20. Buy blocked cheese and grate it yourself. It's usually less expensive this way. Freeze in baggies in 1 cup portions for recipes.
21. LAUNDRY DETERGENT: I used to make my own detergent for years but I stopped because it wasn't getting our clothes clean smelling. I think it was the well water we were using at the time. But, I am prepared to go back to using that recipe if I run out of detergent. There are tons of recipes online. Here is one I used to use from the Duggars:
Homemade Liquid Laundry Soap
- 4 cups hot tap water
- 1 Fels-Naptha soap bar (grated)
- 1 cup Arm & Hammer Super Washing Soda
- 1/2 cup Borax
- You can add 10 drops of essential oils but it's optional
Directions:Grate bar of soap and add to saucepan with water. Stir continually over medium-low heat until soap dissolves and is melted. Fill a 5 gallon bucket half full of hot tap water. Add melted soap, washing soda, and Borax. Stir well until all powder is dissolved. Fill bucket to top with more hot water. Stir, cover, and let sit overnight to thicken. Stir and fill a used, clean, laundry soap dispenser half full with soap and then fill rest of the way with water.
I have never stopped making my own laundry stain remover because it works better than what I have found in the store and it's simple to make. I always have the ingredients on hand.
2/3 c. Dawn detergent
2/3 c. ammonia
6 Tbsp. baking soda
2 cups warm water
I mix it together in a quart canning jar and leave it on the shelf above my washing machine with an old toothbrush in it to scrub the stain. I don't leave it on the stain overnight.
22. I think all barber shops are shut down. I did a blog post years ago on how to cut a boy/man's hair. Here is a link to it. Cutting my husband and boy's hair saved me so much money.
23. Use water to stretch make up items. Add water to your foundation. Wash your face first with a washrag and THEN add moisturizer, using half as much. Put foundation on while your face is still moist. Or better yet, don't wear make up as often while you are home. Mascara can be also used to line your eyes with a small eyeliner brush. Depending on the color of the mascara you might be able to use it for eyebrows. Lipstick can be used as blush.
24. Lower electric output in your home. If you have 4 light bulbs in a ceiling fan, then unscrew 3 of them. Hand wash dishes or let air dry if using dishwasher. Turn your water heater down to 120 degrees. Turn off heat during the day and turn down lower than normal at night/or off. Open drapes to let the sun shine in and avoid using lights during the day. We rarely turn on the lights during the day.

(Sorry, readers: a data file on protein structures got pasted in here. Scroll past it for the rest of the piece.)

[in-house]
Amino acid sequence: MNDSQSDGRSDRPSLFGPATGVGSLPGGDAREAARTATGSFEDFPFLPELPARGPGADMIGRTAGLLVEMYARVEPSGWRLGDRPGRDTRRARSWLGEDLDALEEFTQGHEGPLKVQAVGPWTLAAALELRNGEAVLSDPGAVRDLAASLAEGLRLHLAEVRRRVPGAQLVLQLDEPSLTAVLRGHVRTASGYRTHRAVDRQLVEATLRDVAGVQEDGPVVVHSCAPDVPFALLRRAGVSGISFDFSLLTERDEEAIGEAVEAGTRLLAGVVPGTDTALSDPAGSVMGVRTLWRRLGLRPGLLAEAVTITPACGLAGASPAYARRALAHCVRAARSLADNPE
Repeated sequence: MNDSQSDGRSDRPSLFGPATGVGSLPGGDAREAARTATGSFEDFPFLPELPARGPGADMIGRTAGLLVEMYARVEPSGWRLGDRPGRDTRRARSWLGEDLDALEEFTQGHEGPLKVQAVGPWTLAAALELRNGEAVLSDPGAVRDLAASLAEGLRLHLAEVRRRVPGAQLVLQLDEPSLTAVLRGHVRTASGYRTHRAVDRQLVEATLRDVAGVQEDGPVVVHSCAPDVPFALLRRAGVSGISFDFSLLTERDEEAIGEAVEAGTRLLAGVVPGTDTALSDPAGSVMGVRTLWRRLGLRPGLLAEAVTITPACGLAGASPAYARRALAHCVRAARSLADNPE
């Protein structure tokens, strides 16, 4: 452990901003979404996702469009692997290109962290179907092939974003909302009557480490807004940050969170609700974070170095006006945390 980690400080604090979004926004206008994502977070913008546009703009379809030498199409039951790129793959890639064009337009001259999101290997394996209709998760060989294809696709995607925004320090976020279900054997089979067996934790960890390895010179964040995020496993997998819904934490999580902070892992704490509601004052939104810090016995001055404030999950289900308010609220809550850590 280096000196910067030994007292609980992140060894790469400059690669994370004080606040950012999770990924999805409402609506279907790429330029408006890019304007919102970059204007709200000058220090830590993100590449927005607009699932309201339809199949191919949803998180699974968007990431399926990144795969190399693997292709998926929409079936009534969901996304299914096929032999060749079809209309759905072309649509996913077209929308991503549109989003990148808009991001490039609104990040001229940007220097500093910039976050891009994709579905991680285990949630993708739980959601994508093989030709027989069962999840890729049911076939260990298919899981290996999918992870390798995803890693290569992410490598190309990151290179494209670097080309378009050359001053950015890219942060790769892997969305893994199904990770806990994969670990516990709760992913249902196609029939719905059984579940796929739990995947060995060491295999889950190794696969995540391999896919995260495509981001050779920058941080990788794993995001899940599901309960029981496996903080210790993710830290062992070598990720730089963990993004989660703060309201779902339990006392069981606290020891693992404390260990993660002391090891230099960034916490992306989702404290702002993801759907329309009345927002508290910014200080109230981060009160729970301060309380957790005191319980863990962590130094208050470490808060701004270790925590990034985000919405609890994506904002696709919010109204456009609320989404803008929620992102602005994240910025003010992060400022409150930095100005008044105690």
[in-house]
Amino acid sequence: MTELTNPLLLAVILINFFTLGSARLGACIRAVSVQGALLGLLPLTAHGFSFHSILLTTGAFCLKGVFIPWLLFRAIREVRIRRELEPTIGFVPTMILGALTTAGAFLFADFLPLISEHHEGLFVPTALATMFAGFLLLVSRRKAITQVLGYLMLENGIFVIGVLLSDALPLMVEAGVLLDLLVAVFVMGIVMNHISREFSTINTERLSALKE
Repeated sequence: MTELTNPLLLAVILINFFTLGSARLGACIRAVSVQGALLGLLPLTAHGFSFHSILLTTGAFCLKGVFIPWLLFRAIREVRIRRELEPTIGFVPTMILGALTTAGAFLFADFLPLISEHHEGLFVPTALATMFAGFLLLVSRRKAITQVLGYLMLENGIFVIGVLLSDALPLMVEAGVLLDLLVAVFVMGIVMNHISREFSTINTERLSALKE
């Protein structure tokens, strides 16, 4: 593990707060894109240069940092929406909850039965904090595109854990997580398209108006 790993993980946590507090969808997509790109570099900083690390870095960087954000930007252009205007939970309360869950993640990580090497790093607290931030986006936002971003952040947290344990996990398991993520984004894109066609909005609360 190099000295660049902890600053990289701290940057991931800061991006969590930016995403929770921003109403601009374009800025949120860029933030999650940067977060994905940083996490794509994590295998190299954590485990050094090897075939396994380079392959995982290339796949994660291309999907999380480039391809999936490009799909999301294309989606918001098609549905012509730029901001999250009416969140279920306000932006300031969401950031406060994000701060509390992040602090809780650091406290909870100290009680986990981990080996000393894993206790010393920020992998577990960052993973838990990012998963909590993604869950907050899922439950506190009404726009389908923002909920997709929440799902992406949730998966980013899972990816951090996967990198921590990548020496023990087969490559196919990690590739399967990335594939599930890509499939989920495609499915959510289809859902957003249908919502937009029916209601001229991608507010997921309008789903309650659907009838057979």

25. Save plastic bags to use instead of freezer and sandwich bags. For instance: empty plastic liners from cereal boxes, bread bags, vegetable plastic bags given in the produce section, reuse sandwich and freezer bags by washing them and drying them. Just don't use ones previous used for meat or dairy products or eggs.
26. Wash your own car.
27. Bathe in much less water (2 or 3 inches) or time your showers for 3-5 minutes.
28. If you just need fruit and veggies between shopping trips, then try your local fruit stands. Ours are in the country and are outside under tarps so it's hopefully safer concerning the virus.
29. Make all your bread items: Hamburger buns, hot dog buns, tortillas, naan bread, muffins and sandwich bread.
30. Use substitutes if you run out of an item. Eggs can be replaced with gelatin eggs, oil can be replaced in baking items with applesauce. Here is a substitute list that may be helpful.
Last but certainly not least... GIVE what you can to help others. Use the methods above to stretch what YOU use so you will have extra to give to others.
Give, and it will be given to you. Good measure, pressed down, shaken together, running over, will be put into your lap. For with the measure you use it will be measured back to you. Luke 6:38 ESV
Here are just a few ideas to serve your family and others in the coming weeks. What a 'once in a lifetime' opportunity for many to be home with the family without all the interruptions that this busy world throws at us. I would love to hear if you have any ideas to add to this list.
~ Read bible stories as a family (especially stories of faith in the face of danger like Daniel in the lion's den, Esther, The Passover story in Exodus, and so many more)
~ Pick a character trait of Jesus to study as a family.
~ The Bible Project has a lot of great YouTube videos on tons of topics that your whole family will enjoy. They also have special ones just for children.
~ Quiz each other on bible facts at the dinner table. You can find questions on the internet.
~ Memorize a passage of Scripture together that relates to this trial (verses on topics such as peace, trusting God, do not worry,etc.)
~ Listen to the audio bible together at your meals,
~ Send cards and scripture notes to members of your church family.
~ Encourage your children to call their grandparents and check on them.
~ Shop for your parents, grandparents and chronically ill so that the most vulnerable do not have to leave the house.
~ Begin praying together for those in authority over us as a nation. Pray for our spiritual leaders.
~ Call family, friends and neighbors for their prayer requests. Pray for them at the dinner table as a family.
~ Our church has a directory so our pastor has asked us to call 3 people before and after our picture in the directory. This is a creative way to stay in touch with church family.
~ Call and check on the elderly and disabled in your church. If you can't meet their needs then find someone who can.
- Call neighbors weekly to see if they have everything they need. Ask how you can pray for their family.
She is unafraid of winter's effect on her household,
because all of them are warmly clothed.
It was lovely chatting with you again after all these years. I would love to hear from you. How are you providing for your household during this pandemic? How are you doing with the Shelter in Place?
Blessed to be home!